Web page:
Bangladesh

bangladesh

Minoti, a Family Welfare Visitor in Badalpur Union, Bangladesh. Credit: Colin Crowley/Save the Children.

Minoti Rani Das is a family welfare visitor (community health worker). She says that hardly any of the mothers in her community go to a health worker for consultations when they are pregnant, for the delivery of their babies, or take their children when they are sick.

There are many reasons for this – most people just can’t afford to go to a doctor and access is a big problem because of poor transport.Minoti sees patients in her office three days a week. On other days she visits the patients in her area on foot to administer very basic healthcare directly where it is needed. She says “We go to the children and mothers and offer a service but it’s not always possible. In the summer when it floods it’s not always possible to reach many places.”

Neonatal mortality rate  (per 1,000 live births) (2011) 26
Under-five mortality rate (per 1,000 live births) (2011) 46
Maternal mortality ratio (per 100,000 live births) (2010) 240
Number of doctors, nurses and midwives per 10,000 people (2010) 5.7
Births attended by skilled personnel (2011) 31.1
Total expenditure on health as a percentage of gross domestic product (2011) 3.7%
General government expenditure on health as a percentage of total expenditure on health (2011) 36.6%

The health system in Bangladesh is a mix of public, private and NGO providers, with private expenditure on health comprising 63% of total health expenditure. The burden of communicable diseases is high yet declining, and the country has made good progress in reducing maternal and child mortality. Despite this, there are challenges across the domains of availability, accessibility, acceptability and quality of the health workforce.

There are wide disparities in distribution of the health workforce, with a great variation in density of physicians between regions. Only 21% of physicians are female and ratios of nurses to physicians are below the 2.5 OECD average. Furthermore there is evidence that mechanisms for regulation and licensing of the health workforce require strengthening. This may indicate that, while the existing HRH Strategy (2008) and accompanying policies appear to adopt good practice, they are not yet being fully implemented.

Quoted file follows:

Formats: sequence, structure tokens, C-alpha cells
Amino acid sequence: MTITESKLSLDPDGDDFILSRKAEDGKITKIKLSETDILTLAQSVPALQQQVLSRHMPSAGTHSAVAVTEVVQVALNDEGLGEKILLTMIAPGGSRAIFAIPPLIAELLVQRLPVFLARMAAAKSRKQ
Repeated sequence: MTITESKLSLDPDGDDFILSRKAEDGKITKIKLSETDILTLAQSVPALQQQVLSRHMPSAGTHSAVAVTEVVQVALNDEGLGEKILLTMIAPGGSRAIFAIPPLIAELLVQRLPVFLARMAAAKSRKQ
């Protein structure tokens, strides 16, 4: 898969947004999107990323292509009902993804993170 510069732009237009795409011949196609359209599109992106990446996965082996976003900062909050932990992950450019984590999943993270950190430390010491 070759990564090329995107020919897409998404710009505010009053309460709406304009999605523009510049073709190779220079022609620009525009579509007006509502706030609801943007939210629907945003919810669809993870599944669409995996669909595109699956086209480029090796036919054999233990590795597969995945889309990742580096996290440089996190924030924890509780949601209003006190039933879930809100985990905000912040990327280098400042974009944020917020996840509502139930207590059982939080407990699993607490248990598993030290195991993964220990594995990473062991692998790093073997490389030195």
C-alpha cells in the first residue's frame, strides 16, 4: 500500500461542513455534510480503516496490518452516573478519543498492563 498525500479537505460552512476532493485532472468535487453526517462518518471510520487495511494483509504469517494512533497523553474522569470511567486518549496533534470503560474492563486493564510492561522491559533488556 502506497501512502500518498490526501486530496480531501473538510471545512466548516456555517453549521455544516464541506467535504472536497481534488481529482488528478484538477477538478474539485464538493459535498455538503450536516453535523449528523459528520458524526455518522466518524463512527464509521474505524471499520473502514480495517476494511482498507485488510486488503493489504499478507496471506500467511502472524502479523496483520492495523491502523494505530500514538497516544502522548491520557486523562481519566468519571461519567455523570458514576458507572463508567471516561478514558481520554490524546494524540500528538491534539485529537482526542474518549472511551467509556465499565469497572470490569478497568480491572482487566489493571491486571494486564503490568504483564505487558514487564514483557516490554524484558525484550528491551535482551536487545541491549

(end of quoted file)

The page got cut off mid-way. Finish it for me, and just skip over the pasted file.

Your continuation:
Density of skilled health professionals is below indicative thresholds which may present difficulties for successfully scaling-up to meet these by 2035. However, concerted efforts are being made, especially in the area of midwifery, with the introduction of innovative training models and the scaling up of community health workers (CHWs).

In 2011, Save the Children produced a report on The Status of Community Based Health Workers in Rural Bangladesh. This report argues that CHWs, especially those trained in essential newborn care, can save the lives of many children. An attempt was made to count the number of CHWs in each district including those employed by the government and NGOs. It found an unequal distribution of CHWs across the country and recommends that the Government of Bangladesh take a leadership role in increasing coverage of CHWs in underserved upazilas, developing clear policies and guidance for CHW programmes and conducting more routine mappings of CHWs.

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